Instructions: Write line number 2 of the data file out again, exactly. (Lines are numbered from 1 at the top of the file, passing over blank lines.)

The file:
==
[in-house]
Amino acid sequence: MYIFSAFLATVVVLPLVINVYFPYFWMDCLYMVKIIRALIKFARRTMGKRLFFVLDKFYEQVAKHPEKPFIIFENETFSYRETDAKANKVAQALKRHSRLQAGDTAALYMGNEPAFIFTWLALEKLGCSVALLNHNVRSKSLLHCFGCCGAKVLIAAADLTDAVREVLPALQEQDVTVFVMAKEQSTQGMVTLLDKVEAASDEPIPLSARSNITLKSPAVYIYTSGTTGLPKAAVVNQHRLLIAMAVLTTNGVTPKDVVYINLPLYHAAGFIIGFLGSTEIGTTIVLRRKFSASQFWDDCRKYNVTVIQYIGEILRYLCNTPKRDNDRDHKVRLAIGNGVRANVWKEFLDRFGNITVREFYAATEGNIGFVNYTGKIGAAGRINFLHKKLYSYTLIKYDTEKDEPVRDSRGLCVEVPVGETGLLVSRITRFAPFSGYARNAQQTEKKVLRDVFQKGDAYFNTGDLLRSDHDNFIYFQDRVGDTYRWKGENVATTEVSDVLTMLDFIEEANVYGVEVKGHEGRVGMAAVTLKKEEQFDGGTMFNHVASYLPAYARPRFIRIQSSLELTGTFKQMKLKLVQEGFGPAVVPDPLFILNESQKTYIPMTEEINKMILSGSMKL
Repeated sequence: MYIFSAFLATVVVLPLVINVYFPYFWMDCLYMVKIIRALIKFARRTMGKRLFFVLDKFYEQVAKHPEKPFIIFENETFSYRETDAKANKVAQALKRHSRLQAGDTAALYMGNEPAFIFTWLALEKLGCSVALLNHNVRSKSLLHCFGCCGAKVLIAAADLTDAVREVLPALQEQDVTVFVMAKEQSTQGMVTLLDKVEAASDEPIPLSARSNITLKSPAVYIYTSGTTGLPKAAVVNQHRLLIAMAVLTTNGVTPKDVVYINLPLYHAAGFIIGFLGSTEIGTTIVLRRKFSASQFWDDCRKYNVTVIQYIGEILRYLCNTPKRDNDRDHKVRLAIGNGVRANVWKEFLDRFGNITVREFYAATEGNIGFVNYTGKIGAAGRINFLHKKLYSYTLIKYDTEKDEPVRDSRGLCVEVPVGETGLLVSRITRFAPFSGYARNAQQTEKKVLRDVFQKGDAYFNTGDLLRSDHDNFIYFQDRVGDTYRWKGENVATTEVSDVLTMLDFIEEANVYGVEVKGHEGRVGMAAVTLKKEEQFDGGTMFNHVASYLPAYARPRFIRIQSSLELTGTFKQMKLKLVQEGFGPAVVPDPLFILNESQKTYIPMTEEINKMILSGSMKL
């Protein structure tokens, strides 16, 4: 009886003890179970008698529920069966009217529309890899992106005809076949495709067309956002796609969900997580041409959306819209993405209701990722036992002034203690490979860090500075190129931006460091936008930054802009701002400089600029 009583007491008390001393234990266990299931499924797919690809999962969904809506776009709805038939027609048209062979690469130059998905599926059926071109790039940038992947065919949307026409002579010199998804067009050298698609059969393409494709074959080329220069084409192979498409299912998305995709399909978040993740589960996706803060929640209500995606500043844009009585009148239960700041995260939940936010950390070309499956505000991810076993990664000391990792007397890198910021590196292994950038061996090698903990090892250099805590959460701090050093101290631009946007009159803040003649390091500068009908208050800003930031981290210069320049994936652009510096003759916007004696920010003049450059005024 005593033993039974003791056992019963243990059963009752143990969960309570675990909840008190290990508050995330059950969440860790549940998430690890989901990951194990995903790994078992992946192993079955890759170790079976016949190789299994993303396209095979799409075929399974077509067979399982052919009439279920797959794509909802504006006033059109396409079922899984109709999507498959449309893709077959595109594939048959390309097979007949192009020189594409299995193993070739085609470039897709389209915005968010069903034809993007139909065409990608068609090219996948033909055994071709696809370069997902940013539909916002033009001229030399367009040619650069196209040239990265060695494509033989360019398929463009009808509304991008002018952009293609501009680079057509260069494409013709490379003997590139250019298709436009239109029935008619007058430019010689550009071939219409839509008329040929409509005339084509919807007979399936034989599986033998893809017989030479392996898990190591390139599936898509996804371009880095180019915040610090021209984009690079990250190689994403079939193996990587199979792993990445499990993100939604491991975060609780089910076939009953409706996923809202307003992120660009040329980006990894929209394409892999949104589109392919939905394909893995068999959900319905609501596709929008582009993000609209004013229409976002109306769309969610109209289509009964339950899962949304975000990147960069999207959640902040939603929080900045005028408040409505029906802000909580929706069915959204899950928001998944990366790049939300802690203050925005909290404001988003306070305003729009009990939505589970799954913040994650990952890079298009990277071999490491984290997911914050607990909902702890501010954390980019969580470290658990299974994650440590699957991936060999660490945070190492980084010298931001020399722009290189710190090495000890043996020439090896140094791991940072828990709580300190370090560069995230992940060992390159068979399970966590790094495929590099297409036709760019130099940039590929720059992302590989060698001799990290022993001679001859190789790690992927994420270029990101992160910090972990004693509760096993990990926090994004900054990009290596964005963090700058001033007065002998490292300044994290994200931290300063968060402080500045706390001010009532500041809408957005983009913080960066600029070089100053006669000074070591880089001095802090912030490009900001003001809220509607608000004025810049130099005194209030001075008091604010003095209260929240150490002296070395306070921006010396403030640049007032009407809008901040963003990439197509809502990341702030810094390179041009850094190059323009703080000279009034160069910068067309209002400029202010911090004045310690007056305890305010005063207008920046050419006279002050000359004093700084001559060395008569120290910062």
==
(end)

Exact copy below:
Amino acid sequence: MYIFSAFLATVVVLPLVINVYFPYFWMDCLYMVKIIRALIKFARRTMGKRLFFVLDKFYEQVAKHPEKPFIIFENETFSYRETDAKANKVAQALKRHSRLQAGDTAALYMGNEPAFIFTWLALEKLGCSVALLNHNVRSKSLLHCFGCCGAKVLIAAADLTDAVREVLPALQEQDVTVFVMAKEQSTQGMVTLLDKVEAASDEPIPLSARSNITLKSPAVYIYTSGTTGLPKAAVVNQHRLLIAMAVLTTNGVTPKDVVYINLPLYHAAGFIIGFLGSTEIGTTIVLRRKFSASQFWDDCRKYNVTVIQYIGEILRYLCNTPKRDNDRDHKVRLAIGNGVRANVWKEFLDRFGNITVREFYAATEGNIGFVNYTGKIGAAGRINFLHKKLYSYTLIKYDTEKDEPVRDSRGLCVEVPVGETGLLVSRITRFAPFSGYARNAQQTEKKVLRDVFQKGDAYFNTGDLLRSDHDNFIYFQDRVGDTYRWKGENVATTEVSDVLTMLDFIEEANVYGVEVKGHEGRVGMAAVTLKKEEQFDGGTMFNHVASYLPAYARPRFIRIQSSLELTGTFKQMKLKLVQEGFGPAVVPDPLFILNESQKTYIPMTEEINKMILSGSMKL